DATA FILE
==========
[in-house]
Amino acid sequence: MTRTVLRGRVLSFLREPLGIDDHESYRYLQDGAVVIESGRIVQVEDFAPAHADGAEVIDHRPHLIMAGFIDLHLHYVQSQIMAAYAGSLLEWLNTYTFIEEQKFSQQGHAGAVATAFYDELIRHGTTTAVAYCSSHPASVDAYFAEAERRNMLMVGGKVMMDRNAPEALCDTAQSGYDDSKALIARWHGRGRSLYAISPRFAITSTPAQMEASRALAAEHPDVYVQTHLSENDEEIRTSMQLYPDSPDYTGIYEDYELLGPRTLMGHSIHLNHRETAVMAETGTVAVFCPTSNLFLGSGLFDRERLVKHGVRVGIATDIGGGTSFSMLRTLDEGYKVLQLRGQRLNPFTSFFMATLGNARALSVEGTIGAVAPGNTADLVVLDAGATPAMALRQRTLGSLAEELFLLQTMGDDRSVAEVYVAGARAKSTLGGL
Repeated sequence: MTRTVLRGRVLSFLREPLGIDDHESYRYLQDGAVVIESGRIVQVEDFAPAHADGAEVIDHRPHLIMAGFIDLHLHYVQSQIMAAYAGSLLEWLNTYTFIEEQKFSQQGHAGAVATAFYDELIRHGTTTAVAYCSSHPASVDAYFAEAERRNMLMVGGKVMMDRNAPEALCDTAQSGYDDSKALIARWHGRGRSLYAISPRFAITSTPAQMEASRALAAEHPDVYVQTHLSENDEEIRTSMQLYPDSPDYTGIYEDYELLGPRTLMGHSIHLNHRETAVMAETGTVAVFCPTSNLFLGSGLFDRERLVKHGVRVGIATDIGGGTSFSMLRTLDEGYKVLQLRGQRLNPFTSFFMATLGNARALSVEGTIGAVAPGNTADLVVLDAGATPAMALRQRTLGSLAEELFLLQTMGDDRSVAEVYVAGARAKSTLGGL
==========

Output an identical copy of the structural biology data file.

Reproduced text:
[in-house]
Amino acid sequence: MTRTVLRGRVLSFLREPLGIDDHESYRYLQDGAVVIESGRIVQVEDFAPAHADGAEVIDHRPHLIMAGFIDLHLHYVQSQIMAAYAGSLLEWLNTYTFIEEQKFSQQGHAGAVATAFYDELIRHGTTTAVAYCSSHPASVDAYFAEAERRNMLMVGGKVMMDRNAPEALCDTAQSGYDDSKALIARWHGRGRSLYAISPRFAITSTPAQMEASRALAAEHPDVYVQTHLSENDEEIRTSMQLYPDSPDYTGIYEDYELLGPRTLMGHSIHLNHRETAVMAETGTVAVFCPTSNLFLGSGLFDRERLVKHGVRVGIATDIGGGTSFSMLRTLDEGYKVLQLRGQRLNPFTSFFMATLGNARALSVEGTIGAVAPGNTADLVVLDAGATPAMALRQRTLGSLAEELFLLQTMGDDRSVAEVYVAGARAKSTLGGL
Repeated sequence: MTRTVLRGRVLSFLREPLGIDDHESYRYLQDGAVVIESGRIVQVEDFAPAHADGAEVIDHRPHLIMAGFIDLHLHYVQSQIMAAYAGSLLEWLNTYTFIEEQKFSQQGHAGAVATAFYDELIRHGTTTAVAYCSSHPASVDAYFAEAERRNMLMVGGKVMMDRNAPEALCDTAQSGYDDSKALIARWHGRGRSLYAISPRFAITSTPAQMEASRALAAEHPDVYVQTHLSENDEEIRTSMQLYPDSPDYTGIYEDYELLGPRTLMGHSIHLNHRETAVMAETGTVAVFCPTSNLFLGSGLFDRERLVKHGVRVGIATDIGGGTSFSMLRTLDEGYKVLQLRGQRLNPFTSFFMATLGNARALSVEGTIGAVAPGNTADLVVLDAGATPAMALRQRTLGSLAEELFLLQTMGDDRSVAEVYVAGARAKSTLGGL